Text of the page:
There's precedent for higher licensing costs. When PCs and fax machines were new, their builders often paid 15 percent to 20 percent of the devices' selling price—not cost—for patent licensing, says Emmett J. Murtha, chief executive officer of Fairfield Resources International, a Darien (Conn.)-based firm that helps clients like Nokia and chipmaker Texas Instruments (TXN) evaluate and license patents. Many of those older patents have since expired, but a multitude that apply to smartphones remain in effect.
One of the world's largest wireless patent holders, Qualcomm (QCOM), already collects nearly $1 billion in royalty revenues a quarter—the result of its own lengthy legal battles with the likes of Nokia and chipmaker Broadcom (BRCM). Now other companies are jockeying to boost their royalty revenues as well. But some companies may not have royalty payments in mind. They may wish to prevent rivals from offering competing products. "Apple would like to prevent competitors from making phones that are iPhone-like," says Mark Lemley, a patent law professor at Stanford Law School whose clients have included Google and Palm. Other Android manufacturers may become targets for Apple and other companies in the future, say legal experts. While Google has a substantial patent portfolio of its own, and could buy licenses to additional patents to protect Android manufacturers, it has not yet specified its plans. Google spokesman Anthony House declined to comment.
HTC likely pays Microsoft $20 to $40 per phone such as the new HTC Droid Incredible from Verizon Wireless (VZ), estimates Rob Enderle, principal analyst at the San Jose-based consultant Enderle Group. Microsoft's Windows Phone operating system for smartphones has been losing steam for months, while Android has gained ground. Apple, HTC, and BlackBerry maker Research In Motion (RIMM) declined to comment.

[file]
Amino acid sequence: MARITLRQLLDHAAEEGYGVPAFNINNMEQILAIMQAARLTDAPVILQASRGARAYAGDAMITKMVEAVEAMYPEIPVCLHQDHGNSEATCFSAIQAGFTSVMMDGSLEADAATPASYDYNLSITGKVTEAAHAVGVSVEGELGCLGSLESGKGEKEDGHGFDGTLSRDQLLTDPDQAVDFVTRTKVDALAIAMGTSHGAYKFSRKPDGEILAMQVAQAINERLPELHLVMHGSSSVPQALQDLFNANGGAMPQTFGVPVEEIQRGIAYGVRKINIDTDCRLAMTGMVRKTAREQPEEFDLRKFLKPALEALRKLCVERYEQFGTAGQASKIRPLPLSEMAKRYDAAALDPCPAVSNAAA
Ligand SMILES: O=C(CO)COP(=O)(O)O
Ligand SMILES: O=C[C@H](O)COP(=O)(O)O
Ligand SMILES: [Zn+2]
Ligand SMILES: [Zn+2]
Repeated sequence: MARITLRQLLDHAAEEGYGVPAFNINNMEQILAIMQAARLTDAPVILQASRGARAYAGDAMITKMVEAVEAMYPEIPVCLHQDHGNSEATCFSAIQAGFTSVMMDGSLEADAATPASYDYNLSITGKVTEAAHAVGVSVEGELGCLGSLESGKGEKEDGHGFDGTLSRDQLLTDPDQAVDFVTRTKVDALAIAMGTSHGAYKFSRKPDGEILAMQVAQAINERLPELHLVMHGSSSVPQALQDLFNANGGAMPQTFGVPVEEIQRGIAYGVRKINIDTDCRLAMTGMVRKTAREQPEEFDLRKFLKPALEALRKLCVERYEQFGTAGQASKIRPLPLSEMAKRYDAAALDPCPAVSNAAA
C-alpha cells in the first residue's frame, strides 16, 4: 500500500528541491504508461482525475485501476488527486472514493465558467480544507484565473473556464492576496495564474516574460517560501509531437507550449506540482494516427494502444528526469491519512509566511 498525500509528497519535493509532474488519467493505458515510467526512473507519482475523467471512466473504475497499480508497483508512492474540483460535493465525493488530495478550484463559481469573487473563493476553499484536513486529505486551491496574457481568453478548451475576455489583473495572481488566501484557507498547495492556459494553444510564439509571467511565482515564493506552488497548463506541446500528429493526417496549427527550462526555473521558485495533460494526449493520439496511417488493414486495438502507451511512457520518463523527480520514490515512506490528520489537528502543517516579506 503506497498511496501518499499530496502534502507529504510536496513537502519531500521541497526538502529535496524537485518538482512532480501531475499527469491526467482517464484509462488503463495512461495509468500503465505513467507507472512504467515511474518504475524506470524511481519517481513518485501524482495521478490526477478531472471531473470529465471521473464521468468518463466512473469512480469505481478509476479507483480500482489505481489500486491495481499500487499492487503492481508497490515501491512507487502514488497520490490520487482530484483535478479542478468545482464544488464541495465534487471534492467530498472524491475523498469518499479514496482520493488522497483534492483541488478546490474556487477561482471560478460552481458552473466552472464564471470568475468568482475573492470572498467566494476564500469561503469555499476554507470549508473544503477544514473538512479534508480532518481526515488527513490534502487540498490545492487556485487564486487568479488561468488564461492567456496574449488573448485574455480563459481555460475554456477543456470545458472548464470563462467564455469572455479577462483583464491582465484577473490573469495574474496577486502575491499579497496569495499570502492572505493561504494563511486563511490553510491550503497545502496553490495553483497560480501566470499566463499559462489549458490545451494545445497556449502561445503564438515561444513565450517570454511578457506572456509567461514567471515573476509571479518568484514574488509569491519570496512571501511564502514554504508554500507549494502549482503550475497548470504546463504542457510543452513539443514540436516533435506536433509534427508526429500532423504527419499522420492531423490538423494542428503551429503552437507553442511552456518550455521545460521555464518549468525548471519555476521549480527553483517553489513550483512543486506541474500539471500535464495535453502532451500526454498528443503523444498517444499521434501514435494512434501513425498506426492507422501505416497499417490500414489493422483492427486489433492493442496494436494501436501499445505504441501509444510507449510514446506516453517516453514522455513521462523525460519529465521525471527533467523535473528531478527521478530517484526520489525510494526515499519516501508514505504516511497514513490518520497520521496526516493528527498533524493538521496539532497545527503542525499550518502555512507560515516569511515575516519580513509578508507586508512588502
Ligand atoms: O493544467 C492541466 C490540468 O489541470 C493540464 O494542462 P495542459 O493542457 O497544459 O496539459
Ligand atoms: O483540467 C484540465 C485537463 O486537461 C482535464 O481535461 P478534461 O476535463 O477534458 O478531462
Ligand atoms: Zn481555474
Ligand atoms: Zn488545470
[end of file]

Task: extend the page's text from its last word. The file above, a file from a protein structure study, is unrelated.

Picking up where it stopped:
One Android handset maker has already budgeted for its patent royalty payments to double next year, says an executive at the company, who spoke on condition of anonymity since his talks with patent holders are continuing. The extra fees could threaten the industry's margins, which in percentage terms range from the teens to the low 20s. But patent holders say they need to be paid for their inventions: "After all, technology just doesn't appear, fully developed, out of Zeus's head," Microsoft's deputy general counsel Horacio Gutierrez wrote in a recent blog post. "It requires lots of hard work and resources to create."
Nokia, which has struggled in the smartphone market, may not be willing to license some of its patents to its most dangerous rival, Apple, either. In 2009, Nokia's global smartphone unit market share shrank from 40 percent to 39 percent, while Apple's rose from 9.1 percent to 14.5 percent, according to consultant IDC. "Nokia may decide whether to license those patents or to keep them for itself as a basis for product differentiation," says Paul Malin, general manager of patent licensing at Nokia. "Nokia's patent portfolio has not been broadly licensed to competitors." Nokia sued Apple for patent infringement in court and complained at the International Trade Commission last year. Apple has since countersued, accusing Nokia of infringing on Apple inventions.
Smaller patent-licensing firms are attacking the mobile industry as well. In January, a newly formed company, MobileMedia Ideas, purchased 122 patents from Nokia and Sony. Two months later, the Maryland-based company filed lawsuits against Apple, Research In Motion, and HTC. "We are in communication with approximately 200 companies making thousands of products," MobileMedia Ideas Chief Executive Officer Lawrence A. Horn says. "In the past several years, there has been a big proliferation of valuable products, and now [these patents] have a value in the market."
As smartphones have proved popular, patent holders say it is time to pay up—and ultimately that's what consumers may be forced to do.